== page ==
Ask Three Questions to Ensure Your 2019 Go-to-Market Strategy is a Success

It’s almost Fall – back from the beach, leaves are changing, and starting in October, it’s 2019 strategic planning season.

As we have written in previous blogs, the discipline of go-to-market strategy development and execution is changing rapidly. The traditional exercises of branding, messaging, new product launch, channel strategies, and setting financial targets remain. But the fuel to drive successful GTM execution in 2019 and beyond is rapidly shifting to (1) better data and (2) more effective content. Traditional competitors and new market entrants are gaining or losing share based on how well they leverage rapidly growing customer data sources and digital content.

The above graphic provides a simplified roadmap to help Sales & Marketing teams frame how data and content sources can be used across the customer lifecycle.

We see three critical questions executives need to ask their organizations to improve the odds of meeting 2019 targets—and outflanking competitors.

1. Are we leveraging readily available customer data signals to help Sales & Marketing target the best prospects with the right offers?

The richness and volume of customer data available to most companies continues to surprise even the most seasoned executives. There is a lot of justified market hype around artificial intelligence – essentially algorithms that predict who, what, and when customers are ready-to-buy. Without getting into details, here are a few examples:

  • New Prospect Intent-to-Buy Signals: The are many readily available data sources from BOTH external 3rd parties and internal sources that signal when prospects are entering a purchase cycle. These include media content consumption data, web-site activity, social media (e.g. LinkedIn), press releases, etc. These are incredibly powerful signals that can narrow and focus both Marketing and Sales activities to target on the best prospects each quarter. Beyond just lead scoring – everyone can do that – these signals can enable tighter segmentation and message targeting.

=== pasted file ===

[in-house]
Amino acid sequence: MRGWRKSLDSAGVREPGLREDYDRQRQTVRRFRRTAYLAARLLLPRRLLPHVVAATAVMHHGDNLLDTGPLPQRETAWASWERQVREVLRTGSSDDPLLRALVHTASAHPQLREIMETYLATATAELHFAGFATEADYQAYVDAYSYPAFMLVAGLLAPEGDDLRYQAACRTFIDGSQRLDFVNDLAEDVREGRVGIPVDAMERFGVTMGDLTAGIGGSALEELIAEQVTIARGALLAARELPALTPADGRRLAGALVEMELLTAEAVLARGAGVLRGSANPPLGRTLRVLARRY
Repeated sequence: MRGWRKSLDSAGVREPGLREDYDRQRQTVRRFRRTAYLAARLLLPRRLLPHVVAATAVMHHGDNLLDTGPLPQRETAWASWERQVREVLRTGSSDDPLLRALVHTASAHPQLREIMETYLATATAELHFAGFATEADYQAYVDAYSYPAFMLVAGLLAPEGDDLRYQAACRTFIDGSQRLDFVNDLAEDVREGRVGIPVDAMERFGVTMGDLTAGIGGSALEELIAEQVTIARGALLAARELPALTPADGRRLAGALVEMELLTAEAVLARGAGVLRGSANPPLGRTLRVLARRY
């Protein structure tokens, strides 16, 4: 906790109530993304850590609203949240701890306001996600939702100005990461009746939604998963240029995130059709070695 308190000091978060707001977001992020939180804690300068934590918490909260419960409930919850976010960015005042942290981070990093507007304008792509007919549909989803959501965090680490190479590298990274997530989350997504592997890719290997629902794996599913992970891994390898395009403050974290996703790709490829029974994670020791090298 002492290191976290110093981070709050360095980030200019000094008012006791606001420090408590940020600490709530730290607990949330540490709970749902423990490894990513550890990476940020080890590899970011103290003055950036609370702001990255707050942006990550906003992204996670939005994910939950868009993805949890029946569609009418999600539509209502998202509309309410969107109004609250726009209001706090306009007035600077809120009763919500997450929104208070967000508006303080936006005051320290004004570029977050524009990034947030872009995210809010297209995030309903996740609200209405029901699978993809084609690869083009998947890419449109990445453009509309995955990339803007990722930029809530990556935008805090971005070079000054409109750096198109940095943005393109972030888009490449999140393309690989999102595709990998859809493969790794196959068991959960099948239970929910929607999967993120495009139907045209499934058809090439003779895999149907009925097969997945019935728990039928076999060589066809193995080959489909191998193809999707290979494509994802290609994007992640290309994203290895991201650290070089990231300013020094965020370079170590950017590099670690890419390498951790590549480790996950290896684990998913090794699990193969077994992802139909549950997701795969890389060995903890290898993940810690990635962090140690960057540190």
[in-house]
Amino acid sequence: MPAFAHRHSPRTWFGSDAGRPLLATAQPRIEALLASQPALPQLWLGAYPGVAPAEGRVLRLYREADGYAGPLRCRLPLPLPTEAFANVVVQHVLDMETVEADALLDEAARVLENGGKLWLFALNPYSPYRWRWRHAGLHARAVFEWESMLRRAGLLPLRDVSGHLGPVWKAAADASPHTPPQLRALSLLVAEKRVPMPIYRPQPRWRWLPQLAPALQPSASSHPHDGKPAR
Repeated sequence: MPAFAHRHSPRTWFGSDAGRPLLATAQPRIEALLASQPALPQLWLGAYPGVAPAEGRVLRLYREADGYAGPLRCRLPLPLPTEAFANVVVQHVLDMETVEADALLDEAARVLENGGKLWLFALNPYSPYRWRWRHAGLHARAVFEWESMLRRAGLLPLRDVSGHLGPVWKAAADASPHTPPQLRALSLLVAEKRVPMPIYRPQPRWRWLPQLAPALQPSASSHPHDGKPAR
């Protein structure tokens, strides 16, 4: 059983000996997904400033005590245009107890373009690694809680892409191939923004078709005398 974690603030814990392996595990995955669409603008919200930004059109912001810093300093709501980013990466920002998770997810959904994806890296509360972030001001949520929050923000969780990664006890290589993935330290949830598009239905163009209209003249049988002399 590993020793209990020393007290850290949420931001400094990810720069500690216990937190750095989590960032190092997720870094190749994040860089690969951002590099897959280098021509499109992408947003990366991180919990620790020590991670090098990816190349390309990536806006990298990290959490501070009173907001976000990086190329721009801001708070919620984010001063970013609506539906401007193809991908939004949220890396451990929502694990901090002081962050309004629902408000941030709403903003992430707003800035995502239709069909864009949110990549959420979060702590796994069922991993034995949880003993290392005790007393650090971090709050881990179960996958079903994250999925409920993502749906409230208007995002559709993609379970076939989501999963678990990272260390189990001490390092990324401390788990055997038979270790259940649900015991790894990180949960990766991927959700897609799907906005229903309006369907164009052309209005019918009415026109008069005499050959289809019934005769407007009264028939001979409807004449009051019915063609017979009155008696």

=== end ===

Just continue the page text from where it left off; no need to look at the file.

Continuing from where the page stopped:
• Existing Account/Buyer Ready-to-Buy Signals: Three data sources from existing customers are providing companies with incredibly powerful growth opportunities as well as manage churn and cross-sell. As more products have cloud-based features, these data sources include:
    • Product Usage Data: As more products have cloud-based features, IoT capabilities, and shared by multiple users, product usage patterns provide powerful signals. Leading financial service players such as PayPal and technology providers such as Hewlett-Packard are capitalizing on product usage patterns to drive revenues.
    • Customer Support Inquiries: Most companies experience 1000s of customer support inquiries each week – some positive and others potentially negative. We are seeing companies such as Dell, Microsoft, and CapitalOne turn high volumes of inbound support requests into short-sales cycle growth opportunities.
    • Customer Purchase Patterns: Direct marketers have been using RFM (recency, frequency, monetization) models for years. But even with customer data privacy being increasingly critical, you don’t need to identify specific customer behaviors. Rather purchase patterns exhibited within specific buyer personas, customer segments, or product types can identify both revenue opportunity and risk.

We could add many more data sources to this list, but the real opportunity is for senior executives to challenge their teams to identify and explore the many different existing data sources that can be used to significantly improve Sales & Marketing channels to target the right buyers, with the right products and messaging, at the right time.

2. Are we identifying the most effective content marketing collateral and tools to improve conversion rates?

Too many marketing executives are focused on creating new content for every campaign, every quarter. Yes, creating and promoting compelling content is critical to converting prospects to buyers.

But ask yourself a simple question: how much content has been created that just “sits on the shelf” and does not get consumed by either prospects or sales channels? Content is expensive to produce and maintain…focusing on the right content is increasingly critical. As the above graphic depicts, different types of content are needed at different stages of the customer buying process. As you plan your 2019 GTM strategy, consider doing the following:

  • Content Inventory: Companies first need to analyze their existing content inventory.